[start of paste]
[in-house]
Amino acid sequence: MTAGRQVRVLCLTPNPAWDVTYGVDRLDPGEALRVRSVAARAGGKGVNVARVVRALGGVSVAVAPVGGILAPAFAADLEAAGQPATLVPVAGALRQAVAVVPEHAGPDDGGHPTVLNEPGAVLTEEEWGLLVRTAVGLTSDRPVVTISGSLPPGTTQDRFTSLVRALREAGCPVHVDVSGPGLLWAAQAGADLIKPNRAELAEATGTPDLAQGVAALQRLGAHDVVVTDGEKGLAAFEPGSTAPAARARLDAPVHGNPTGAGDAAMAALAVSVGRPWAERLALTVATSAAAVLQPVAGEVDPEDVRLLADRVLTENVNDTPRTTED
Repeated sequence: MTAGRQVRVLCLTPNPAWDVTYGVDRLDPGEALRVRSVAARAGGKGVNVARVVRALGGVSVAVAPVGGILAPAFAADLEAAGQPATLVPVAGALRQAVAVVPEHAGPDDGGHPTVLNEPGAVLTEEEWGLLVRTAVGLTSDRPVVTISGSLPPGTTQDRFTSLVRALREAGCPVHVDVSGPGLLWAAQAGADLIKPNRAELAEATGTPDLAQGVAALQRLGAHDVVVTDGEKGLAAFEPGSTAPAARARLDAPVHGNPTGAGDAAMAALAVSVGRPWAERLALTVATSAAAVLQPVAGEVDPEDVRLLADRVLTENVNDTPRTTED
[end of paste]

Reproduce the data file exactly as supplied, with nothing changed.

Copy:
[in-house]
Amino acid sequence: MTAGRQVRVLCLTPNPAWDVTYGVDRLDPGEALRVRSVAARAGGKGVNVARVVRALGGVSVAVAPVGGILAPAFAADLEAAGQPATLVPVAGALRQAVAVVPEHAGPDDGGHPTVLNEPGAVLTEEEWGLLVRTAVGLTSDRPVVTISGSLPPGTTQDRFTSLVRALREAGCPVHVDVSGPGLLWAAQAGADLIKPNRAELAEATGTPDLAQGVAALQRLGAHDVVVTDGEKGLAAFEPGSTAPAARARLDAPVHGNPTGAGDAAMAALAVSVGRPWAERLALTVATSAAAVLQPVAGEVDPEDVRLLADRVLTENVNDTPRTTED
Repeated sequence: MTAGRQVRVLCLTPNPAWDVTYGVDRLDPGEALRVRSVAARAGGKGVNVARVVRALGGVSVAVAPVGGILAPAFAADLEAAGQPATLVPVAGALRQAVAVVPEHAGPDDGGHPTVLNEPGAVLTEEEWGLLVRTAVGLTSDRPVVTISGSLPPGTTQDRFTSLVRALREAGCPVHVDVSGPGLLWAAQAGADLIKPNRAELAEATGTPDLAQGVAALQRLGAHDVVVTDGEKGLAAFEPGSTAPAARARLDAPVHGNPTGAGDAAMAALAVSVGRPWAERLALTVATSAAAVLQPVAGEVDPEDVRLLADRVLTENVNDTPRTTED